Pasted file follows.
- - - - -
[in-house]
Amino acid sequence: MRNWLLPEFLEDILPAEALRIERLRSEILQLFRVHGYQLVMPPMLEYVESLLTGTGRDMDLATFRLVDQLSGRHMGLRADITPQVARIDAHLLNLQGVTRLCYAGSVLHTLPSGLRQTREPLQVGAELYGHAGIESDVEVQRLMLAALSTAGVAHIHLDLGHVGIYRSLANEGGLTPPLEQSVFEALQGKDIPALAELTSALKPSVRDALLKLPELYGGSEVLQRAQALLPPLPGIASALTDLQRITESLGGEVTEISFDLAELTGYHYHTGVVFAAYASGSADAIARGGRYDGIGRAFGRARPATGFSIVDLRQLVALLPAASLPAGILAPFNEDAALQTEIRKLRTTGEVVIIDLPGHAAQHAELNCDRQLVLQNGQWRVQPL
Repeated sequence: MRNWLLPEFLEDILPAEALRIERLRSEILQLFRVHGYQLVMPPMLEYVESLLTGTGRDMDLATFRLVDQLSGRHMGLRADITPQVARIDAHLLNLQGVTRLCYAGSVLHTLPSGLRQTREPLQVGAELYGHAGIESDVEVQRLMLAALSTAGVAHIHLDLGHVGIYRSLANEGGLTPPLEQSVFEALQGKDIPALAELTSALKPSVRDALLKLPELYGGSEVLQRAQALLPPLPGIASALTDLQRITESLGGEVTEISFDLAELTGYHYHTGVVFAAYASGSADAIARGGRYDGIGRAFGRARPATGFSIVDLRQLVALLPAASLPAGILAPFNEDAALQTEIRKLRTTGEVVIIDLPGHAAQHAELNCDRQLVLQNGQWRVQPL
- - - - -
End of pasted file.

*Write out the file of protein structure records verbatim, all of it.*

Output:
[in-house]
Amino acid sequence: MRNWLLPEFLEDILPAEALRIERLRSEILQLFRVHGYQLVMPPMLEYVESLLTGTGRDMDLATFRLVDQLSGRHMGLRADITPQVARIDAHLLNLQGVTRLCYAGSVLHTLPSGLRQTREPLQVGAELYGHAGIESDVEVQRLMLAALSTAGVAHIHLDLGHVGIYRSLANEGGLTPPLEQSVFEALQGKDIPALAELTSALKPSVRDALLKLPELYGGSEVLQRAQALLPPLPGIASALTDLQRITESLGGEVTEISFDLAELTGYHYHTGVVFAAYASGSADAIARGGRYDGIGRAFGRARPATGFSIVDLRQLVALLPAASLPAGILAPFNEDAALQTEIRKLRTTGEVVIIDLPGHAAQHAELNCDRQLVLQNGQWRVQPL
Repeated sequence: MRNWLLPEFLEDILPAEALRIERLRSEILQLFRVHGYQLVMPPMLEYVESLLTGTGRDMDLATFRLVDQLSGRHMGLRADITPQVARIDAHLLNLQGVTRLCYAGSVLHTLPSGLRQTREPLQVGAELYGHAGIESDVEVQRLMLAALSTAGVAHIHLDLGHVGIYRSLANEGGLTPPLEQSVFEALQGKDIPALAELTSALKPSVRDALLKLPELYGGSEVLQRAQALLPPLPGIASALTDLQRITESLGGEVTEISFDLAELTGYHYHTGVVFAAYASGSADAIARGGRYDGIGRAFGRARPATGFSIVDLRQLVALLPAASLPAGILAPFNEDAALQTEIRKLRTTGEVVIIDLPGHAAQHAELNCDRQLVLQNGQWRVQPL